52 Weeks of Music

Bob Dylan – The Freewheelin’ Bob Dylan

Posted in Uncategorized by Mark on February 24, 2009

Bob Dylan’s first, self-titled album contained only two original songs, the rest of the album was made up of covers of folk classics. The album only sold about 2500 copies and didn’t attract Dylan much popular success. It wasn’t until the release of his second album, The Freewheelin’ Bob Dylan, in 1963 that Dylan really burst out of the Greenwich Village folk music scene and onto the national stage.

the_freewheelin_bob_dylan

Bob’s folk music roots are still apparent throughout the album – however his approach, themes and attitude were already at the radical end of the genre. It’s not that folk music was a stranger to protest songs – it had long been rooted in life and hardships of the downtrodden – but somehow Dylan brought a new immediacy, a raw edge and a power. As one of the producers on this album, a young african american named Tom Wilson, put it:

I didn’t even particularly like folk music. I’d been recording Sun Ra and Coltrane…I thought folk music was for the dumb guys. [Dylan] played like the dumb guys, but then these words came out. I was flabbergasted.
http://en.wikipedia.org/wiki/The_Freewheelin%27_Bob_Dylan

The album was recorded across numerous sessions between April 1962 and April 1963. Dylan’s song writing abilities were improving so rapidly at the time that 20 odd songs recorded in these sessions were discarded as Dylan wrote new, better songs.

The songs themselves range from political protest songs of rare potency like “Master of War”, “Oxford Town” and “Hard Rain” to standards like “Corrina, Corrina” and “Honey Just Allow Me One More Chance” and passive-aggressive love ballads like “Don’t Think Twice, It’s All Right”.

Many of the tunes are adaptations of traditional, folk and spiritual tunes, each with their own Bob Dylan twist – “Girl from the North Country” for instance is a unique take on “Scarborough Fair”. Like a true artist in his prime Dylan was begging, borrowing and stealing every bit of inspiration he came across and turning it to his purposes.

The most lasting artifact of the album, and purhaps Dylan’s entire career, is the opening song “Blowin’ in the Wind”. Shortly after Freewheelin’ was release Peter, Paul and Mary released a cover of the song which promptly rose to #2 on the Billboard charts and was a key factor in Dylan’s subsequent rise to prominence. The song comes in at #14 on Rolling Stone magazine’s list of the “500 Greatest Songs of All Time”.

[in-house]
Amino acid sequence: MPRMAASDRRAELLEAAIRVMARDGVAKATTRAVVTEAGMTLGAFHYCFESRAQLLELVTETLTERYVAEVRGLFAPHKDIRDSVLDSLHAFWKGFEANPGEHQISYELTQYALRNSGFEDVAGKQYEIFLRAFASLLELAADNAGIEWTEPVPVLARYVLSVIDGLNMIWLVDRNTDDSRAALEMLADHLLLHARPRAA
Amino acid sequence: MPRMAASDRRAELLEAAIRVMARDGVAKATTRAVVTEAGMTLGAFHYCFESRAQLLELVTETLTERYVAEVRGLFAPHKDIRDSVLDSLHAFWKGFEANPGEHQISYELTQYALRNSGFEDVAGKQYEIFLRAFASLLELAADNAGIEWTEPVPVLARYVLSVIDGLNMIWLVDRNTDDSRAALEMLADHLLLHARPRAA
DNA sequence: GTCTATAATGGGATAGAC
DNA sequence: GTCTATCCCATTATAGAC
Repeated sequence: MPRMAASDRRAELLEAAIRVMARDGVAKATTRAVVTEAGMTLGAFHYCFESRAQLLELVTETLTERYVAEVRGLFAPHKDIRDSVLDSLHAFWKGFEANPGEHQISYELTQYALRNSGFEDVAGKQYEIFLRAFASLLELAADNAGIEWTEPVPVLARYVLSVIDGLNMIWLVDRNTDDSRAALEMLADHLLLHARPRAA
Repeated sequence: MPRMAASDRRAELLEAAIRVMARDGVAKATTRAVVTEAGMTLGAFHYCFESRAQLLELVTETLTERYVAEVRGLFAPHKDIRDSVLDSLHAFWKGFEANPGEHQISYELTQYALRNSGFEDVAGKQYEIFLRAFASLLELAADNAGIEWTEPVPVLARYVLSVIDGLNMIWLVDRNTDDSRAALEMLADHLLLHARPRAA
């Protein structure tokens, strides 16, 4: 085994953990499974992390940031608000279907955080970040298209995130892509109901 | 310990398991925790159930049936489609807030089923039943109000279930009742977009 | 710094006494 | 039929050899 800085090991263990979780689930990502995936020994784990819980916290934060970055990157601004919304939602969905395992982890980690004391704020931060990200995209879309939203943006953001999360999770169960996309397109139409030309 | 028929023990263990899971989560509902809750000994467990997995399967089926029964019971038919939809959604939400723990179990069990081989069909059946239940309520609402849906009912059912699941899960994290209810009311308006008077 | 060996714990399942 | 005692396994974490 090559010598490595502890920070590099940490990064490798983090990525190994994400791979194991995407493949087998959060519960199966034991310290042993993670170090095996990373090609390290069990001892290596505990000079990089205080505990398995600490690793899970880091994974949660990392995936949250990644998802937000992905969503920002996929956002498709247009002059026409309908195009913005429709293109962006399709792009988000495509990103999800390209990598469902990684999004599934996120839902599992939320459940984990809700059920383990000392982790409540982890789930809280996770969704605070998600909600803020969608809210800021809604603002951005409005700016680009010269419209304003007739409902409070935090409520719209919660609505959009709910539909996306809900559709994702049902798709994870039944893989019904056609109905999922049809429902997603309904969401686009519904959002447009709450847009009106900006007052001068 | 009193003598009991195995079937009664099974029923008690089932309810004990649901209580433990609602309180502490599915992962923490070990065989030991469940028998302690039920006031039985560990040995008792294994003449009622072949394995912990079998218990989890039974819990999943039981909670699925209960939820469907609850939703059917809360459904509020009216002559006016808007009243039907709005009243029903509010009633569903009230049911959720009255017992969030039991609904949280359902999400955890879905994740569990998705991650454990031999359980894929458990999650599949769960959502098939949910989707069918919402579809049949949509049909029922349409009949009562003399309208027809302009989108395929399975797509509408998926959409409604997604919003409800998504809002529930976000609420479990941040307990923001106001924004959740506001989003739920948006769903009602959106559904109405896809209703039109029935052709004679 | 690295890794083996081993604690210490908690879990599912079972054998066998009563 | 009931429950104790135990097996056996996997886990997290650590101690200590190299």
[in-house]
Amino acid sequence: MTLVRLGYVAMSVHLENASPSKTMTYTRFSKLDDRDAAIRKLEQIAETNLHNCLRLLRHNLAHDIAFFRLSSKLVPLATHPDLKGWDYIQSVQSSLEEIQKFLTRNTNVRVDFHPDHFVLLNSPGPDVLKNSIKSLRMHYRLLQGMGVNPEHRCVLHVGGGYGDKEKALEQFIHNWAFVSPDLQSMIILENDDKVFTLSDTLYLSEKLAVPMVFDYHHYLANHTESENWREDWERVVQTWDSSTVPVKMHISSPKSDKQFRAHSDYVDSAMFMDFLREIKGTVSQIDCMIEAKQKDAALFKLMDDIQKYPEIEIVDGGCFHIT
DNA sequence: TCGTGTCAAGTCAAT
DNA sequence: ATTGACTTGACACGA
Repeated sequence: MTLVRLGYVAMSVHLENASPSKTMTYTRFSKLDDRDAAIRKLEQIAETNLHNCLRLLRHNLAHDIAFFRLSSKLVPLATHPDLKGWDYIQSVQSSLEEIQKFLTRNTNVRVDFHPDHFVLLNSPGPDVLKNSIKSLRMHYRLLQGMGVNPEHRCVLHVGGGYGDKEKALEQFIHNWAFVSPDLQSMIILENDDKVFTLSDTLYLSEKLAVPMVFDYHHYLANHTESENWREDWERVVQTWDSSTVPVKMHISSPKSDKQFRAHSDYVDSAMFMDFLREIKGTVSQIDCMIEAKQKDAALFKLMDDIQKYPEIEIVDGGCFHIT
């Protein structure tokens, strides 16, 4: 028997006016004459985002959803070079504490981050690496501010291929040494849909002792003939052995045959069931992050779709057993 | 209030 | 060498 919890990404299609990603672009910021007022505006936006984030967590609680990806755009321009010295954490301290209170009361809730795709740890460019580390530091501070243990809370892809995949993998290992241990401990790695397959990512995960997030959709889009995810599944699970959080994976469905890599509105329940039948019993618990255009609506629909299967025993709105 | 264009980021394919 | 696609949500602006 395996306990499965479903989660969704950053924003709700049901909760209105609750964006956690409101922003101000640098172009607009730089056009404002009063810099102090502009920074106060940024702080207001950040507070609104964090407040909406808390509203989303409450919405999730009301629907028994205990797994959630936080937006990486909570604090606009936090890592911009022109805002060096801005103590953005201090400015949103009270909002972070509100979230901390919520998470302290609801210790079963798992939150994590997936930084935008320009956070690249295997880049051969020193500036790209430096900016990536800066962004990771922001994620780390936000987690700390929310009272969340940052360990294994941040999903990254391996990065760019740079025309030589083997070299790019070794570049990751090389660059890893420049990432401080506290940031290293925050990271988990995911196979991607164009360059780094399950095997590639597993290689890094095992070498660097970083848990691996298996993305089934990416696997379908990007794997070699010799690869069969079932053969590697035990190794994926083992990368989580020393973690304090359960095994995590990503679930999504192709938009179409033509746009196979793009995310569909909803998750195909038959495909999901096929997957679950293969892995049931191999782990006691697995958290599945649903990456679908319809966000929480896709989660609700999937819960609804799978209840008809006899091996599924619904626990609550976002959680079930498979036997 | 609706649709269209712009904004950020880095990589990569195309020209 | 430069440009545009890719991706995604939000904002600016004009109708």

Allmusic Review

It’s hard to overestimate the importance of The Freewheelin’ Bob Dylan, the record that firmly established Dylan as an unparalleled songwriter, one of considerable skill, imagination, and vision.
allmusic ★★★★★

Sample: http://blip.fm/profile/markstanton/blip/7097724

Advertisements

5 Responses

Subscribe to comments with RSS.

  1. Bron said, on February 26, 2009 at 10:52 pm

    I am still listening. I haven’t listened to this yet. BUT I WILL.

    First though, I have to say that the girl pictured on the cover kind of looks like Miley Cyrus.

    But apparently she is Suze Rotolo and has written, “A Freewheelin’ Time: A Memoir of Greenwich Village in the Sixties” all about her exploits with young Dylster. Now I wouldn’t mind reading that.

    • Shawn said, on August 25, 2010 at 4:53 am

      I read Suze’s book. Not a whole lot on Bob, but enough to keep it interesting. Once you know enough about him and you learn to absolutely love the Freewheelin’ album, then you just have to know the story behind the girl on the cover. She was his muse and as you might soon find out, rather important to formation of Dylan as an artist. Bob was very lucky to have met her. And, IMHO, to sleep with her.

  2. Mark said, on February 27, 2009 at 9:45 am

    A good number of the songs on the album are about Suze. For most of the period during which the songs were written and recorded Suze was in Italy, initially for a short trip but then for an indefinite period. She returned to live with Bob as the album was being finalised, but I think they broke up shortly after it’s release.

    • Shawn said, on August 25, 2010 at 4:57 am

      I really think the final break with Suze was almost two years after Freewheelin’ was released. I have some Joan Baez playing on the laptop now.

  3. Bron said, on March 4, 2009 at 11:43 am

    You are indeed a fount of knowledge…


Leave a Reply

Fill in your details below or click an icon to log in:

WordPress.com Logo

You are commenting using your WordPress.com account. Log Out / Change )

Twitter picture

You are commenting using your Twitter account. Log Out / Change )

Facebook photo

You are commenting using your Facebook account. Log Out / Change )

Google+ photo

You are commenting using your Google+ account. Log Out / Change )

Connecting to %s

%d bloggers like this: